Pancreas: CaMKK2 restrains beta-cell differentiation and insulin secretion. CaMKK2 regulates insulin-mediated metabolism by controlling leptin-induced insulin production under fasting conditions, or uridine diphosphate-induced insulin secretion under high glucose conditions.

Cardiovascular system: CaMKK2 mediates antiinflammatory and antioxidative responses in endothelial cells, protecting against atherosclerosis in the aorta.

CaMKK2 and Hematopoietic Cells

Granulopoiesis: The expression of CaMKK2 is developmentally regulated during granulocyte differentiation, with CaMKK2 being barely detectable in mature granulocytes. Deletion of CaMKK2 in engrafted hematopoietic stem cells (HSC) resulted in increased production of mature granulocytes in the BM and peripheral blood. Overexpression of CaMKK2 in the 32D myeloid cell line is sufficient to prevent granulocyte differentiation. These results identify CaMKK2 as a key regulator of granulocytic differentiation in early myeloid progenitors (Teng et al. 2011).

Macrophages: CaMKK2 is expressed selectively in monocytes/macrophages. Its ablation impairs the ability of macrophages to spread, phagocytize bacteria, and release cytokines/chemokines in response to bacterial lipopolysaccharide (LPS). Mechanistically, loss of CaMKK2 uncouples LPS-mediated signaling from the phosphorylation of protein tyrosine kinase 2 (PYK2/PTK2B), and activation of its downstream effectors, such as ERK1/2, NFκB, c-Jun, and AKT. In vivo, CaMKK2-null mice are protected from macrophage-mediated inflammation, as measured by endotoxin shock and fulminant hepatitis induced by bacterial LPS. Genetic ablation of CaMKK2 also protects mice from high fat diet-induced inflammation (Racioppi et al. 2012) which is partially mediated by macrophages.

CaMKK2 and Cancer

CaMKK2 is overexpressed in most malignant cells (Human Protein Atlas, http://www.proteinatlas.org/) where it regulates cellular survival, proliferation, migration, invasion, and metabolism (Racioppi and Means 2012; Marcelo et al. 2016).

Prostate cancer: CaMKK2 is overexpressed in human prostate cancer (PCa) and has been identified as a primary gene regulated by the androgen receptor (AR) signaling pathway. Accordingly, stimulation of AR signaling upregulates CaMKK2 expression in PCa cells, and promotes PCa progression by regulating gene expression that controls cell survival, proliferation, migration, and metabolism. In contrast, genetic ablation or pharmacological blockade of CaMKK2 restrains PCa growth in vivo and inhibits proliferation and migration of PCa cells in vitro.

Gastric cancer: CaMKK2 is overexpressed in gastric tumor tissues, and silencing of CaMKK2 expression using siRNA significantly inhibits proliferation, colony formation, and invasion of gastric cancer cells. It has been demonstrated that CaMKK2 signals in gastric cancer through the activation of AMPK. Thus, CaMKK2 could be a novel therapeutic target in gastric cancer.

Hepatic cancer: CaMKK2 is significantly upregulated in hepatocellular carcinoma (HCC) and is negatively correlated with prognosis. Genetic ablation of CaMKK2 by siRNA inhibits liver cancer cell growth in vitro and yields a gene expression signature that correlates with improvement in HCC patient survival. Ablation or pharmacological blockade of CaMKK2 has also been shown to impair the tumorigenicity of liver cancer cells in vivo.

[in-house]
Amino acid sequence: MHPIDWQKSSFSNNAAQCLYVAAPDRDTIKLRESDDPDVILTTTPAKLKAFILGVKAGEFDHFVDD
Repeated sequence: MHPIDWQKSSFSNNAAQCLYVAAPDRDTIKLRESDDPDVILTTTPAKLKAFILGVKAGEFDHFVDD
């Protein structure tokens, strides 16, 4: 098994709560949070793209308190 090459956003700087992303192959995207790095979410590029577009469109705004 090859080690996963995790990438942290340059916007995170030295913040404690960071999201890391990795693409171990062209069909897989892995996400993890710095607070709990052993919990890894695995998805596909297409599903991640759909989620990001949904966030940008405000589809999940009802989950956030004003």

Summary

CaMKK2 is one of the most versatile of the CaMKs, given its ability to phosphorylate and activate CaMKI, CaMKIV, and AMP-activated protein kinase. CaMKK2 is prevalently expressed in cells with stem/progenitor features, including neuronal progenitors, preadipocytes, hematopoietic stem/progenitor cells, and circulating monocytes. This kinase negatively regulates lineage fate, differentiation, and proliferation of stem/progenitor cells in cerebellum, adipose tissue, and hematopoietic system. CaMKK2 is also expressed at a detectable level in a small number of terminally differentiated cells, including neurons and macrophages. This kinase has an important function in hypothalamic nuclei, which regulate food intake, energy expenditure, and overall systemic homeostasis and metabolism. In addition, CaMKK2 regulates bone formation and the inflammatory immune response. In human diseases, CaMKK2 have been found associated with multiple brain and mental disorders. This kinase is also overexpressed in several types of tumors including prostate, gastric, and liver cancer. Importantly, the expression of CaMKK2 negatively correlates with malignancy prognosis, and the experimental pharmacological blockade of CaMKK2 has been shown to inhibit the growth of tumors. Taken together, the studies on the physiopathology of CaMKK2 identify this kinase as an important molecular hub that regulates key functions in normal and pathological cell types.

Notes

Acknowledgments

Pilot grant from the Opportunity Funds Management Core of the Centers for Medical Countermeasures against Radiation, National Institute of Allergy and Infectious Diseases; grant number U19AI067773 awarded to L.R

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Copyright information

© Springer International Publishing AG 2018

Authors and Affiliations

  1. 1.Division of Cell Therapy and Hematological Malignancies, Department of MedicineDuke UniversityDurhamUSA
  2. 2.Department of Molecular Medicine and Medical BiotechnologyUniversity of Naples Federico IINaplesItaly